The condition may have an insidious or fulminant onset with hair loss in variable patterns. There are 3 distinct variants of LPP: classic LPP, frontal fibrosing alopecia, and Graham-Little-Piccardi-Lassueur (or Graham-Little) syndrome. Classic LPP presents with follicular violaceous erythema and perifollicular fine scale. Interfollicular erythema may also be seen and in severe cases, confluent scale may be evident. The perifollicular erythema is usually seen at the periphery of patches of alopecia, which corresponds to active areas of disease. As the disease progresses, permanent cicatricial alopecia or Brocq alopecia occurs. Frontal fibrosing alopecia, as the name implies, clinically appears as a band-like scarring alopecia of the frontal hairline that commonly affects women. Graham-Little-Piccardi-Lassueur syndrome consists of the triad of cicatricial alopecia of the scalp, a lichenoid follicular eruption, and noncicatricial pubic and axillary hair loss.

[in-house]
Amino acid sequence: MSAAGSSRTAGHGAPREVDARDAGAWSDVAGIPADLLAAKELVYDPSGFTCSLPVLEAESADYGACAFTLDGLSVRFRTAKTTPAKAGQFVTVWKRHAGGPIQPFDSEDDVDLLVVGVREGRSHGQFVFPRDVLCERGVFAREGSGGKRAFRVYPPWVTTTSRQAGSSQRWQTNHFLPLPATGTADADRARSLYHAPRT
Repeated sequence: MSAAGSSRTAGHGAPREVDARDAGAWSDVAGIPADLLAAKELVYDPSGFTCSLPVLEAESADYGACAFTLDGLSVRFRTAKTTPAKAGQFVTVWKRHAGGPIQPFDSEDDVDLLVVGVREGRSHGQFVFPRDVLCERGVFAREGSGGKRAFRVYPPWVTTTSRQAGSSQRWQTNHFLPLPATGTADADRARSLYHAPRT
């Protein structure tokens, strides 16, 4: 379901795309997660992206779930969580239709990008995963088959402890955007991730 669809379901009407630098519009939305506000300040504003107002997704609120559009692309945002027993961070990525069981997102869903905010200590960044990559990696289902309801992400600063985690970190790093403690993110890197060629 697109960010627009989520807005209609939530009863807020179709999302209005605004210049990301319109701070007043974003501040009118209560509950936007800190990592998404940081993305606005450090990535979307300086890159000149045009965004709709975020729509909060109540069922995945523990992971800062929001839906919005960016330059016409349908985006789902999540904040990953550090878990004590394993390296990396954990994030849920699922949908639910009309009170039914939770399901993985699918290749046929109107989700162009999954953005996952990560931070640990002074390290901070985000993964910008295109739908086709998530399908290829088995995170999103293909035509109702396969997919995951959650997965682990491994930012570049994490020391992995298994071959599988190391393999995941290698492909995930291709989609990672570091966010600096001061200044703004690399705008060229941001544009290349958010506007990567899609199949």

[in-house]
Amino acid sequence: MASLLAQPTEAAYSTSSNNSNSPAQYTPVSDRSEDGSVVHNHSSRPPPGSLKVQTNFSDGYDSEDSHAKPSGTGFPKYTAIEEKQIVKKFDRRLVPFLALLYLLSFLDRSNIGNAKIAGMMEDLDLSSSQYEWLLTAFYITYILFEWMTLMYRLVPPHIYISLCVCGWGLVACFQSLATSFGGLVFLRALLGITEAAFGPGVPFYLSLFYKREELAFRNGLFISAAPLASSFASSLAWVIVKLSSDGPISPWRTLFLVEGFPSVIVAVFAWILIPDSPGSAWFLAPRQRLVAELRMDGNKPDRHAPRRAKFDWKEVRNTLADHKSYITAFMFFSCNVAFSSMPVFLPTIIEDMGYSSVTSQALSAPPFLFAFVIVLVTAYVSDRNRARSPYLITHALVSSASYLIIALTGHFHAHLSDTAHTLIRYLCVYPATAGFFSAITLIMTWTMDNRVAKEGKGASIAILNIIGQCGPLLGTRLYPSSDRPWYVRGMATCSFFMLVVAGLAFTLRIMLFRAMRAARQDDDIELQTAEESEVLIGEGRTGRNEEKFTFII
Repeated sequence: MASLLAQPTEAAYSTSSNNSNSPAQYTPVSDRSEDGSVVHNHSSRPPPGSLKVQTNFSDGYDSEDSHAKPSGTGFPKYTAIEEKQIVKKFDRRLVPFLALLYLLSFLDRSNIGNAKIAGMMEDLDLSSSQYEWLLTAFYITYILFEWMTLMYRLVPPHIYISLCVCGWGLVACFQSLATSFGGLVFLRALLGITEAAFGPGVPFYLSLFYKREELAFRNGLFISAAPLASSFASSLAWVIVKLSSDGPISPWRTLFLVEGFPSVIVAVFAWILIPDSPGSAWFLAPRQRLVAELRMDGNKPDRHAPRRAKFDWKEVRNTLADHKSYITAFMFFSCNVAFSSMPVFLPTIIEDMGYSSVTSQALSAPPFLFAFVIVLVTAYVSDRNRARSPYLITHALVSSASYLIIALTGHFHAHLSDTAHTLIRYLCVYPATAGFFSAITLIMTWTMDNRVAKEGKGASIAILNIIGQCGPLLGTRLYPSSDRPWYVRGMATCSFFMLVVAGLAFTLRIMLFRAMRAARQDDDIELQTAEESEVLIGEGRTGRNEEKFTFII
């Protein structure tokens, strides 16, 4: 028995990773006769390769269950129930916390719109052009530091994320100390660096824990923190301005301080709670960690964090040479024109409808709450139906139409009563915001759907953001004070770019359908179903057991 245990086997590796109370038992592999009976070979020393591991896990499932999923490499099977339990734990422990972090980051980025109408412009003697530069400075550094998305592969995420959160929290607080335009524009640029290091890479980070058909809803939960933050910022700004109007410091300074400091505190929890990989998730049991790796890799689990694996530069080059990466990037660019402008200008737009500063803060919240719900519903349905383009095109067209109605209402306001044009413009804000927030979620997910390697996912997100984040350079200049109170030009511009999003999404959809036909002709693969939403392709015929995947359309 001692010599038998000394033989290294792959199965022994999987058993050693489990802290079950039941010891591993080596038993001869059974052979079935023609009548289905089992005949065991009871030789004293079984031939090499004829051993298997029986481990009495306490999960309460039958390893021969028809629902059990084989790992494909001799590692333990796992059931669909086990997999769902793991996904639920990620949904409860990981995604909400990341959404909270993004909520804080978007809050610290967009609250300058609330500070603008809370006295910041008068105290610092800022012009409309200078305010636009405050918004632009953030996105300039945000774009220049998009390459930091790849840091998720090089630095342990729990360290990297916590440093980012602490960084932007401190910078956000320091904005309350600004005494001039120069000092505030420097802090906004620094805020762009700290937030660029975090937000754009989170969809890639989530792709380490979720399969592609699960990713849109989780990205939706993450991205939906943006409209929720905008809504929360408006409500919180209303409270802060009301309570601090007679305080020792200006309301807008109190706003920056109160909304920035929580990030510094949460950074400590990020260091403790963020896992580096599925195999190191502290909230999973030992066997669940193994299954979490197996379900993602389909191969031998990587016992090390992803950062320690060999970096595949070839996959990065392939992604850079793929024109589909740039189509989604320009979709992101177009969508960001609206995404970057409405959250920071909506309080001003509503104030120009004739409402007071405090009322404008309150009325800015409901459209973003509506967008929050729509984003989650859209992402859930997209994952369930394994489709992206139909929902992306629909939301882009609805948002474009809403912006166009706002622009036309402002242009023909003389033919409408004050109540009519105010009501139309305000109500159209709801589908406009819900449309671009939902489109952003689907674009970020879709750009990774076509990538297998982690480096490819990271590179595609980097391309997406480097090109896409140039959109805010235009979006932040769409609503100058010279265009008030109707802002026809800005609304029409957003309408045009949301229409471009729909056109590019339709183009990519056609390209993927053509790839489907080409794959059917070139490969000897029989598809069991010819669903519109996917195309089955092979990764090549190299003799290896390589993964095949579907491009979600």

Increased hair shedding, severe itching, scaling, burning, and tenderness are common symptoms associated with LPP.
Pediatric Patient Considerations:
LPP is very uncommon in children.
Related topics: Oral lichen planus, Lichenoid drug eruption
L66.1 – Lichen planopilaris
64540004 – Lichen planopilaris
- Seborrheic dermatitis – Scaling with erythema of the scalp can be confused with early LPP before alopecia occurs.
- Discoid lupus erythematosus – Scarring patches of alopecia with inflammation; erythema not confined to perifollicular areas. Dyspigmentation is more commonly seen.
- Central centrifugal cicatricial alopecia – Scarring alopecia of the vertex of the scalp expanding centrifugally, usually in black women.
- Alopecia areata – Nonscarring circular patches of alopecia with little or no inflammation. Exclamation-point hairs and yellow dots on dermoscopy can help aid in diagnosis.
- Trichotillomania – Nonscarring patches of alopecia with angulated, irregular borders. Broken hairs of different lengths are seen.
Last Updated: 05/03/2019